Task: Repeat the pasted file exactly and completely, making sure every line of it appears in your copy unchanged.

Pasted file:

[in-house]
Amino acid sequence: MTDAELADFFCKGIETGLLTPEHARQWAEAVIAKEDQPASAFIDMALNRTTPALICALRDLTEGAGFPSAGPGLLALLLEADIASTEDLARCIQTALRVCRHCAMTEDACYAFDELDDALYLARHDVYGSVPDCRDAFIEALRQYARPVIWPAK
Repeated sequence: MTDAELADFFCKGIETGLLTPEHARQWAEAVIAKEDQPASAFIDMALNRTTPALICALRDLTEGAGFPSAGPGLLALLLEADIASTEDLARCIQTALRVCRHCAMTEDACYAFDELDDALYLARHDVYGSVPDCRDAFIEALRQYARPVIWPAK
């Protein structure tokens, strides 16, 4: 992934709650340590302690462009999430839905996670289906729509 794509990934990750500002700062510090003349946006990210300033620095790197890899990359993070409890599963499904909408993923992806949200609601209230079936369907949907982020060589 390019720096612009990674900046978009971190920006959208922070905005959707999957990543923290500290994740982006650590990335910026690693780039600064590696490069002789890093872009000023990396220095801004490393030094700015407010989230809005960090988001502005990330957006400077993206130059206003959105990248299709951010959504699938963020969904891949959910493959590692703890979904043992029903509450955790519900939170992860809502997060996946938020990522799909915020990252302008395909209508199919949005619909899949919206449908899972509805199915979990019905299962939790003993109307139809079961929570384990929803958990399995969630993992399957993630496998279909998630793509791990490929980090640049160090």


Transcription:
[in-house]
Amino acid sequence: MTDAELADFFCKGIETGLLTPEHARQWAEAVIAKEDQPASAFIDMALNRTTPALICALRDLTEGAGFPSAGPGLLALLLEADIASTEDLARCIQTALRVCRHCAMTEDACYAFDELDDALYLARHDVYGSVPDCRDAFIEALRQYARPVIWPAK
Repeated sequence: MTDAELADFFCKGIETGLLTPEHARQWAEAVIAKEDQPASAFIDMALNRTTPALICALRDLTEGAGFPSAGPGLLALLLEADIASTEDLARCIQTALRVCRHCAMTEDACYAFDELDDALYLARHDVYGSVPDCRDAFIEALRQYARPVIWPAK
């Protein structure tokens, strides 16, 4: 992934709650340590302690462009999430839905996670289906729509 794509990934990750500002700062510090003349946006990210300033620095790197890899990359993070409890599963499904909408993923992806949200609601209230079936369907949907982020060589 390019720096612009990674900046978009971190920006959208922070905005959707999957990543923290500290994740982006650590990335910026690693780039600064590696490069002789890093872009000023990396220095801004490393030094700015407010989230809005960090988001502005990330957006400077993206130059206003959105990248299709951010959504699938963020969904891949959910493959590692703890979904043992029903509450955790519900939170992860809502997060996946938020990522799909915020990252302008395909209508199919949005619909899949919206449908899972509805199915979990019905299962939790003993109307139809079961929570384990929803958990399995969630993992399957993630496998279909998630793509791990490929980090640049160090």